While small lakes may not offer big fish, they can be your best bet for a big catch. By June, many anglers begin concentrating on large reservoirs and natural lakes. Scattered throughout the upper Midwest are countless small lakes with limited fishing pressure. These smaller lakes can see increased usage by mid-summer, but in June many are absent of any boat traffic.
Besides limited fishing pressure in June, these smaller lakes also offer variety. Later in summer and fall, you may see only one or two fish species active on the lake, but in June, youíll find several different species all in the same area. Itís not uncommon to make five casts and catch five different fish species! So if you want action, this is the place to be. Itís also an excellent time to take the kids or anyone with limited experience.
Northern pike are common on most upper Midwestern Lakes. Big lakes may have lots of big pike, but fishing for them can be difficult - their window of activity is difficult to pattern. Believe it or not, some of the largest pike I have encountered in my 25 years of guiding have come from lakes under 200 acres. While big pike may not be abundant in smaller lakes, they are accessible. Smaller lakes may have less pike, but figuring them out is easier.
By early June, most lakes sprout fresh weeds. These weed beds are the main focal point for all species. With pike being the primary predator in the lake, they will search out the prime feeding areas. On smaller lakes, both predator and prey can all be found in only a few places on the lake. Later in summer, these same areas may only hold small pike as larger pike have moved to deeper water.
Tactics used for early season musky are also deadly on early season northern pike. Small bucktails and shallow running crankbaits are my personal preferences. In clear water, use a black bucktail with a small Indiana orange blade. The black-orange combination is very deadly when fishing fresh weeds. Rubber skirted bucktails and spinners with plastic trailers are also deadly. In stained water, orange blades are a good choice, but use orange or yellow bucktails or plastic bodies. These same bucktails will also catch big bass and an occasional big walleye.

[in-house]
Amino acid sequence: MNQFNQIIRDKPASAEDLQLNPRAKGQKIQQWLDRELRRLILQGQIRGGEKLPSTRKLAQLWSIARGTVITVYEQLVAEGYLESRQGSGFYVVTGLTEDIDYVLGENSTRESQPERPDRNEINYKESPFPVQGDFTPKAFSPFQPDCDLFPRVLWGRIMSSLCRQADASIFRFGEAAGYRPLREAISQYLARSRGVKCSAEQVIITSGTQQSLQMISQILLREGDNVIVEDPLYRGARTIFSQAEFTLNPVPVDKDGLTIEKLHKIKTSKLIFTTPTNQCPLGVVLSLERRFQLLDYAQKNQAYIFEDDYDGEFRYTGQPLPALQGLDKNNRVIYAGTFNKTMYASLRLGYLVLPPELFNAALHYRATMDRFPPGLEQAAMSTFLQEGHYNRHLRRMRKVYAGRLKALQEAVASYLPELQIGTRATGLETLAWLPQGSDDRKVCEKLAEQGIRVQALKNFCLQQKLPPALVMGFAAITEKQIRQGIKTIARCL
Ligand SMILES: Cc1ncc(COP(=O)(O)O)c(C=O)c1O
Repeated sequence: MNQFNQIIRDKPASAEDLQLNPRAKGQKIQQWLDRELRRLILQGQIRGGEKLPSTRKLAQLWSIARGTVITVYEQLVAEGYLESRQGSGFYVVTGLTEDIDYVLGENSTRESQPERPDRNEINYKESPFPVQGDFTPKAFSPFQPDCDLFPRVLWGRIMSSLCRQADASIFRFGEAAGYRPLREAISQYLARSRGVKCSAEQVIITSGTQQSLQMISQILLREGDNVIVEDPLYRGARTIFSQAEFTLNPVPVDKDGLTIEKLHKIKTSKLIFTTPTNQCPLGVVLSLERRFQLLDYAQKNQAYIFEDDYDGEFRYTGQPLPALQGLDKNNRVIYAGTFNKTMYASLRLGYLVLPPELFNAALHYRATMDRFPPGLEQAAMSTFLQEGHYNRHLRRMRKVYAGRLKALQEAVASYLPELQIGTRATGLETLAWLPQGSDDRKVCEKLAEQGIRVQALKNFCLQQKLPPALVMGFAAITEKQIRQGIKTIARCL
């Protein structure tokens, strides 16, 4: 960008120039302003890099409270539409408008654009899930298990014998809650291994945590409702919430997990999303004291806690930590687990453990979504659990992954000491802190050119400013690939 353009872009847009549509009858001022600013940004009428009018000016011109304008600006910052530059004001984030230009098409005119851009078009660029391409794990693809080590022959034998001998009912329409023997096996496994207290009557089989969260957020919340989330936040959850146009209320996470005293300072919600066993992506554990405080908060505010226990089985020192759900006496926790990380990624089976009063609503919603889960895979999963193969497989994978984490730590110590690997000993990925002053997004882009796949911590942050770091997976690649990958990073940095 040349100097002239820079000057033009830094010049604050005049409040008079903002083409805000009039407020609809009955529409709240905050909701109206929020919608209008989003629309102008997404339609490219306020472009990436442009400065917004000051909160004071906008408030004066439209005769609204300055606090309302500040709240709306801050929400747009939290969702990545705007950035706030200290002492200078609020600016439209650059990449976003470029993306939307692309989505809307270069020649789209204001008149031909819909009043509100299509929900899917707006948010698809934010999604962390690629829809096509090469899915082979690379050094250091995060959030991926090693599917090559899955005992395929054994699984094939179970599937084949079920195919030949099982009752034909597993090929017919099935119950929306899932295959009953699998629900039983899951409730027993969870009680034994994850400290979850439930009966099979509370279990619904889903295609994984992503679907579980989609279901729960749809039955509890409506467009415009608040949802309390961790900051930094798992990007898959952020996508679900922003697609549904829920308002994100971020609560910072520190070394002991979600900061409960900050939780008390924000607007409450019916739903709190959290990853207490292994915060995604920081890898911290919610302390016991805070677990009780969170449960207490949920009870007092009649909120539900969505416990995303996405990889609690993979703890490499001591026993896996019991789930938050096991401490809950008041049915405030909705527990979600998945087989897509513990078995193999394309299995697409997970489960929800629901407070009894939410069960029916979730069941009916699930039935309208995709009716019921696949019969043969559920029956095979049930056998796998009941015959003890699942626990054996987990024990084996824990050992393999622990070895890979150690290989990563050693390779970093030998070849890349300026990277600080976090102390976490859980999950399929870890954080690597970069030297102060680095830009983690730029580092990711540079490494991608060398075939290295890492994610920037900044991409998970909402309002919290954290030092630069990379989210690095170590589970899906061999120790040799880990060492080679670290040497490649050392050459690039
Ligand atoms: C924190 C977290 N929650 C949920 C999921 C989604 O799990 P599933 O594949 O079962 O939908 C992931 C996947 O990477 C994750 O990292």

Shallow running crankbaits will also catch a variety of species in weeds. They can either be retrieved slowly over the weed tops or twitched within the weeds. Try both presentations since one species may hit one presentation and another species might hit another. Both largemouth and smallmouth bass will aggressively hit this presentation. Use dark and natural colors in clear water and contrasting and bright colors in stained water. If bass are present try, fishing a salty sling rigged wacky style.
Walleye can also be an easy target in June. Having recovered from spawning, they are on the feed in the weeds. Weed walleyes are eager to chase both shallow and mid-running crankbaits. In fact, crankbaits may be more effective than live bait presentations. Since walleyes may be scattered in the weeds, a crankbait will allow you to cover water quickly looking for the active walleyes. If walleye action slows during the day, a jig and leech or slip bobber rig can be very effective. A Tin Man Jig rigged with plastics or a leech is almost always productive.
Watch for fish movements. Bass and walleye may be most active early and late in the day, while pike will be feeding during the day. Last year, we were fishing a small weed bed and made several trips to the spot. Each time we moved into the area we caught a different type of fish. On our first pass we caught walleye, the second pass smallmouth, and the third pass largemouth. Later in the day we caught northern pike and panfish. Believe me, this is a common occurrence in June on many northern lakes.
Quality panfish population can also be present in smaller lakes. Like northern pike, panfish will be concentrated and easy to locate in June. Later in summer, the large bluegill and crappie will either suspend or relate to deep weedlines. These deep fish are catchable, but locating them can take time and they will require precise presentations. Not only are panfish easy to locate in June, they will hit a variety of presentations.
So if you are looking for fast action and just want to catch fish, count on smaller lakes in June. You may not catch a trophy, but you will have lots of fun. Youíll evade the crowds, but the fish wonít evade you!
Wisconsin Fishing Guide, Author, and TV Host